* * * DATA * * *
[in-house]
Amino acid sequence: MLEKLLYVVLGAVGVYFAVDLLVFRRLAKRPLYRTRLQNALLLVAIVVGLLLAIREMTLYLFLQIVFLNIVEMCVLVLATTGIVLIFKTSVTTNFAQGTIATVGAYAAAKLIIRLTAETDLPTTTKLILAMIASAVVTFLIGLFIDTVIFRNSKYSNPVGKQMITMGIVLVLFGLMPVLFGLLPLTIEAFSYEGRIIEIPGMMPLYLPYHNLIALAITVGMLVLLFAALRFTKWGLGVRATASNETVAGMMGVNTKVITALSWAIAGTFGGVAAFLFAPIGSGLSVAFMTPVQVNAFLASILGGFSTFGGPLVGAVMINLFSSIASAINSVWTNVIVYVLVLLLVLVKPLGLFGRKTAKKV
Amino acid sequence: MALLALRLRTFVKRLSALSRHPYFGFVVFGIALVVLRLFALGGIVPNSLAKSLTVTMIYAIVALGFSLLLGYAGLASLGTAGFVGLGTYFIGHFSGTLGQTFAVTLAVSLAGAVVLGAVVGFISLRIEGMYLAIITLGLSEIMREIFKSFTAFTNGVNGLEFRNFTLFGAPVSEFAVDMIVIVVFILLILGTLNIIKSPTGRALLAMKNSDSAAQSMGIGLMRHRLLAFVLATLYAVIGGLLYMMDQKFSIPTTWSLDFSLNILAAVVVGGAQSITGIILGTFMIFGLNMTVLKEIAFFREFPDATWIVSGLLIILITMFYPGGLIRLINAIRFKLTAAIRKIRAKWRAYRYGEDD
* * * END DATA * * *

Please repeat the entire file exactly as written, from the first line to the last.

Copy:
[in-house]
Amino acid sequence: MLEKLLYVVLGAVGVYFAVDLLVFRRLAKRPLYRTRLQNALLLVAIVVGLLLAIREMTLYLFLQIVFLNIVEMCVLVLATTGIVLIFKTSVTTNFAQGTIATVGAYAAAKLIIRLTAETDLPTTTKLILAMIASAVVTFLIGLFIDTVIFRNSKYSNPVGKQMITMGIVLVLFGLMPVLFGLLPLTIEAFSYEGRIIEIPGMMPLYLPYHNLIALAITVGMLVLLFAALRFTKWGLGVRATASNETVAGMMGVNTKVITALSWAIAGTFGGVAAFLFAPIGSGLSVAFMTPVQVNAFLASILGGFSTFGGPLVGAVMINLFSSIASAINSVWTNVIVYVLVLLLVLVKPLGLFGRKTAKKV
Amino acid sequence: MALLALRLRTFVKRLSALSRHPYFGFVVFGIALVVLRLFALGGIVPNSLAKSLTVTMIYAIVALGFSLLLGYAGLASLGTAGFVGLGTYFIGHFSGTLGQTFAVTLAVSLAGAVVLGAVVGFISLRIEGMYLAIITLGLSEIMREIFKSFTAFTNGVNGLEFRNFTLFGAPVSEFAVDMIVIVVFILLILGTLNIIKSPTGRALLAMKNSDSAAQSMGIGLMRHRLLAFVLATLYAVIGGLLYMMDQKFSIPTTWSLDFSLNILAAVVVGGAQSITGIILGTFMIFGLNMTVLKEIAFFREFPDATWIVSGLLIILITMFYPGGLIRLINAIRFKLTAAIRKIRAKWRAYRYGEDD